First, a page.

Brazilian police find blood in boat linked to missing journalist, researcher


June 10 (UPI) — Investigators found blood in a boat owned by a man suspected of being involved in the disappearance of a British journalist and Indigenous expert who went missing in the Amazon, Brazil’s Federal Police said.

Police announced the find Thursday, though it’s unclear who the blood belongs to or whether it’s from a human. Amazonas state security Secretary-General Carlos Alberto Mansir said Wednesday that authorities arrested a man who was in possession of “a lot of drugs” and ammunition believed to be used for illegal hunting.


CNN reported police also questioned five other people suspected of being involved in the disappearance of British journalist Dom Phillips and Brazilian Indigenous researcher Bruno Araújo Pereira. Authorities said they were considering all possibilities, including homicide.

The Guardian reported that many searchers and Indigenous activists believe Phillips and Pereira were the victims of illegal hunting and fishing gangs in the area. Carol Santana, a legal adviser for the Javari Indigenous association, told the newspaper that activists believe the two may be the victims of “forced disappearances.”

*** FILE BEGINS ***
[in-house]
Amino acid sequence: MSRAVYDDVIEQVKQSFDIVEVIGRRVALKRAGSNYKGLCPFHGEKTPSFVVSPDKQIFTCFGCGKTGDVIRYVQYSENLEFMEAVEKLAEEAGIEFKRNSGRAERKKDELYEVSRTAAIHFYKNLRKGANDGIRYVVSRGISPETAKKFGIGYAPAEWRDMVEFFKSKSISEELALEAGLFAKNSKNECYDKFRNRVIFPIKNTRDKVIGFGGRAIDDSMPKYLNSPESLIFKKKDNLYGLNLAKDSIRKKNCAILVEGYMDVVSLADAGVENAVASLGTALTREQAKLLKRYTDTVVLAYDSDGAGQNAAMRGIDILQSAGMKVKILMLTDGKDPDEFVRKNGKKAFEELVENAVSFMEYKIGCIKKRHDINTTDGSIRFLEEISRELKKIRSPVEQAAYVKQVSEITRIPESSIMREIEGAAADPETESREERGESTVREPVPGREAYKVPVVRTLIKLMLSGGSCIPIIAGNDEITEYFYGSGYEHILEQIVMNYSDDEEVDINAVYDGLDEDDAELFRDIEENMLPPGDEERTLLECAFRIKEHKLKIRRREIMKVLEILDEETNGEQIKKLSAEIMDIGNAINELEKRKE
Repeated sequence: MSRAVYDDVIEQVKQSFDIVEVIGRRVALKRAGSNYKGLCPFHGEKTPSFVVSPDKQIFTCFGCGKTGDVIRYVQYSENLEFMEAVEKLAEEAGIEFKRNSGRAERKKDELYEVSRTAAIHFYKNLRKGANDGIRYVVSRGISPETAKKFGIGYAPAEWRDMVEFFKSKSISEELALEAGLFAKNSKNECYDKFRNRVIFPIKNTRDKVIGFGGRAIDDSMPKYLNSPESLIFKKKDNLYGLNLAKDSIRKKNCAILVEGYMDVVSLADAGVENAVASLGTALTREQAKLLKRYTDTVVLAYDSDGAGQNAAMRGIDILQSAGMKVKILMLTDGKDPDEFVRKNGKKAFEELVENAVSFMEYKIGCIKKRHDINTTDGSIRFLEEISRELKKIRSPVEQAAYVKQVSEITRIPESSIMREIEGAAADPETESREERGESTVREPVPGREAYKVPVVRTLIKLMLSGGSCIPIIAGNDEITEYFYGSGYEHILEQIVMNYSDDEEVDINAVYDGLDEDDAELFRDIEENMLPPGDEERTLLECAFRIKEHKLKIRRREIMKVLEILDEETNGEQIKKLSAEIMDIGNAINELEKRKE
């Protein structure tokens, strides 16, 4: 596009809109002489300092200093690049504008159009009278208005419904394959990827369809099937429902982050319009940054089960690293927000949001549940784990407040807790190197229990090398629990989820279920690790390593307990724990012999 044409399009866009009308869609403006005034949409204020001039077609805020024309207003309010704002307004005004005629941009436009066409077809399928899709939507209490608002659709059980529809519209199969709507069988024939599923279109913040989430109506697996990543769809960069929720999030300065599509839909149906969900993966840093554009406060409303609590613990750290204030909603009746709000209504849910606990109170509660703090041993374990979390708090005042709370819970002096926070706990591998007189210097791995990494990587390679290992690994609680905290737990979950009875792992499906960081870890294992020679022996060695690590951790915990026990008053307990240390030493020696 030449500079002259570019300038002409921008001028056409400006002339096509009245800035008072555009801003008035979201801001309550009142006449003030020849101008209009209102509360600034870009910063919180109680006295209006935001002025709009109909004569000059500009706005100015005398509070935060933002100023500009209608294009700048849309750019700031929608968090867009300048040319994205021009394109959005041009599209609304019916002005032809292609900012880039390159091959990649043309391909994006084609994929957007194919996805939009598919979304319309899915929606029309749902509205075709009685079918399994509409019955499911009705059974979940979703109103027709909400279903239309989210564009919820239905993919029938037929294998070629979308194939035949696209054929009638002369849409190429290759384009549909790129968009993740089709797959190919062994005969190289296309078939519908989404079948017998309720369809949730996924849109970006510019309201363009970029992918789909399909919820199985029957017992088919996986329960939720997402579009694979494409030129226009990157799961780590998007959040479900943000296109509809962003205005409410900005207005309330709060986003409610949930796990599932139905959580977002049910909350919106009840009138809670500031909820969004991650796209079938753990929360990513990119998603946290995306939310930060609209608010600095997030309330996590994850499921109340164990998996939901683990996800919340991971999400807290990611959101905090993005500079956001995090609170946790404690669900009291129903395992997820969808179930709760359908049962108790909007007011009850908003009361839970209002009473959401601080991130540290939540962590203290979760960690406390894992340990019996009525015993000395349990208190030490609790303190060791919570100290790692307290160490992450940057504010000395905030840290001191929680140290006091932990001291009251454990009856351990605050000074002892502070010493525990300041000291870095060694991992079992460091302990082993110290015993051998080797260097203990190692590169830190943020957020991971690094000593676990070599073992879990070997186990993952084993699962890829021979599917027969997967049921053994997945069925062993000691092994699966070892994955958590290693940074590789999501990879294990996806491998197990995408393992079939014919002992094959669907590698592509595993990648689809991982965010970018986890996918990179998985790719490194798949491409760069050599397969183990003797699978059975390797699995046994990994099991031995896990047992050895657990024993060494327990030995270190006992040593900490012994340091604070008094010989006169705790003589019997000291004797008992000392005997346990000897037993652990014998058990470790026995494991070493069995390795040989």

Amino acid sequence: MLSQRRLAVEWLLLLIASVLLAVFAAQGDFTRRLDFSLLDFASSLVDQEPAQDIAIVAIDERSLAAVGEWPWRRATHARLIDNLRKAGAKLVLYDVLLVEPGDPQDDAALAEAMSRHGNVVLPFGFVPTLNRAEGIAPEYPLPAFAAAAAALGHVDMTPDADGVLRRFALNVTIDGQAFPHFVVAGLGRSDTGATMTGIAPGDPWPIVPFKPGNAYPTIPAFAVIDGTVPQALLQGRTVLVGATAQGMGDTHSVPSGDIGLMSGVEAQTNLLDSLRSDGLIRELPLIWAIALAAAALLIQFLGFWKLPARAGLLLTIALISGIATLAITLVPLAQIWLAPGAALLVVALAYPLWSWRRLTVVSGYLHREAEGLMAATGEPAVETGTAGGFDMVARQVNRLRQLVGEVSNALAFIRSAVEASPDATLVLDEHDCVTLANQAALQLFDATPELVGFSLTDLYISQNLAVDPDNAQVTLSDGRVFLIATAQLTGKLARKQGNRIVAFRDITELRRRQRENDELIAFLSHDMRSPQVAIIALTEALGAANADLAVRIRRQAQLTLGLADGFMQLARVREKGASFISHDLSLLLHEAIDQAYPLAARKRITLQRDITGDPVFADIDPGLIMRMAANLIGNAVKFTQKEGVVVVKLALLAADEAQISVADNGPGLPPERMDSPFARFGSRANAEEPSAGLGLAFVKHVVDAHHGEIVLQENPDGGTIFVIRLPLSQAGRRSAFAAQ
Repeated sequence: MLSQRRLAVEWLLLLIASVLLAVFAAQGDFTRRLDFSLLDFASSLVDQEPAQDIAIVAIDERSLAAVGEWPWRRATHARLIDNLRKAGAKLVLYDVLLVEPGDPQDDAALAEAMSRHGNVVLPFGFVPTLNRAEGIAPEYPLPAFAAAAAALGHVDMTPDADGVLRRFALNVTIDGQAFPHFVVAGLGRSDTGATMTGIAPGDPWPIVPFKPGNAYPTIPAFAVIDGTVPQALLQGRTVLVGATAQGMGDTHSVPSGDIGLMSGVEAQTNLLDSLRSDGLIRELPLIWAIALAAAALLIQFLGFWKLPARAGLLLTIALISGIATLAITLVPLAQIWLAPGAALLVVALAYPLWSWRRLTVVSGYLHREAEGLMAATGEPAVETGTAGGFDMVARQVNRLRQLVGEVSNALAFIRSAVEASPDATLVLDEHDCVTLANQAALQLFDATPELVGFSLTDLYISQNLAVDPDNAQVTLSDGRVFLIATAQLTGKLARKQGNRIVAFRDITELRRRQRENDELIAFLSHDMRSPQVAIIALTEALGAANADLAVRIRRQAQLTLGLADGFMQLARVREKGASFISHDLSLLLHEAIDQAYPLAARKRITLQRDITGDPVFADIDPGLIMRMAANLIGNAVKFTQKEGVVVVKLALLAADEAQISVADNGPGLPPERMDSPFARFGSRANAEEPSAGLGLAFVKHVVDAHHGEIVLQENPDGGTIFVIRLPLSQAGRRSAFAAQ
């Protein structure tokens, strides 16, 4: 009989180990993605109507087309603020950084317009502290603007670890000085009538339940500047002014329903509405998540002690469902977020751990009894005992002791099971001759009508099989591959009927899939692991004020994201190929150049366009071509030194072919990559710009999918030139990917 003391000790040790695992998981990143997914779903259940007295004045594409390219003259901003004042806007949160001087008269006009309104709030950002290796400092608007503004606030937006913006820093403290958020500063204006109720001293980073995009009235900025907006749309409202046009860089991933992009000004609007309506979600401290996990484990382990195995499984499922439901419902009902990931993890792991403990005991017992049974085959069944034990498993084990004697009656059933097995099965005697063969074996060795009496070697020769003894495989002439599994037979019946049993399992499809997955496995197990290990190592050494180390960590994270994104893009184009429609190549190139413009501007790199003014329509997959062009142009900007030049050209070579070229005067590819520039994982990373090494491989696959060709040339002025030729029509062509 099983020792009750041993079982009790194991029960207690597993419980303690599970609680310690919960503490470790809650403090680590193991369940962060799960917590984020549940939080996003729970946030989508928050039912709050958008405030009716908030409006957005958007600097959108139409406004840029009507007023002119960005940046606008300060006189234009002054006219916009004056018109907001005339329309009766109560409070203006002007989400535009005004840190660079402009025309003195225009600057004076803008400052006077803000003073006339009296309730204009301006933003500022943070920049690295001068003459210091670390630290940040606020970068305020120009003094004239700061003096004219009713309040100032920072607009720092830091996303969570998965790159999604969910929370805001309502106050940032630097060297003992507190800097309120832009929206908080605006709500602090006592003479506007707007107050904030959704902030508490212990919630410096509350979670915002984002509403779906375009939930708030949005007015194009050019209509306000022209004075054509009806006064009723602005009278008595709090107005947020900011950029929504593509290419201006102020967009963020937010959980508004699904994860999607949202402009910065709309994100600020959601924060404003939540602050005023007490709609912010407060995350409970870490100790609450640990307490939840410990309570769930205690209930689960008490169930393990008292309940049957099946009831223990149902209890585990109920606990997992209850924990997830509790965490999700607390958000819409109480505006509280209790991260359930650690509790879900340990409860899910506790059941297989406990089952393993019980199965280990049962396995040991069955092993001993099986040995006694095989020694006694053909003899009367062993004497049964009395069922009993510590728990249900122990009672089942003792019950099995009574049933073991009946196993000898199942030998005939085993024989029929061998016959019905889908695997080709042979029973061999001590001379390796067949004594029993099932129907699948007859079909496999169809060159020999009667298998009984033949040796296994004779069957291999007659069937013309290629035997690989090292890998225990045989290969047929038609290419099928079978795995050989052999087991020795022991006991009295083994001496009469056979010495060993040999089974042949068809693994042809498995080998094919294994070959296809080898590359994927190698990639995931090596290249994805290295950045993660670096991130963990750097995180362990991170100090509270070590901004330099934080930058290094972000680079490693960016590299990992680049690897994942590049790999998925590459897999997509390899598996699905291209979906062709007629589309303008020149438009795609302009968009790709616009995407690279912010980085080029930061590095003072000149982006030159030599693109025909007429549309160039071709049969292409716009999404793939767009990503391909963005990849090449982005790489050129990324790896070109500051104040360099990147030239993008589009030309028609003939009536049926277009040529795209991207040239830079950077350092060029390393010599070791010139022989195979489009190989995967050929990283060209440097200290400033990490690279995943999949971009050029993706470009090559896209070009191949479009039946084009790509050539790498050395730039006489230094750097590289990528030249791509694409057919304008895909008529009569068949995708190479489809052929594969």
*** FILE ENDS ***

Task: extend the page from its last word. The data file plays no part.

“We are not necessarily saying they’re no longer alive,” she said.

The two were reported missing Monday after they received death threats.


Phillips was working on a book about the environment and was traveling with Pereira, who has received numerous death threats for defending Indigenous groups against illegal mining, fishing and logging.

The two men were last seen riding on a boat in the Itui and Itaqui rivers after a multi-day visit with Indigenous communities, according to a statement from the Union of Indigenous Organizations of Javari Valley and the Observatory for Human Rights for Isolated and Recently Contacted Indigenous Peoples.

The pair was expected to return by river to Altalaia do Norte by Sunday morning. A search party was sent out that afternoon when they failed to arrive.

Sheri Walsh contributed to this report.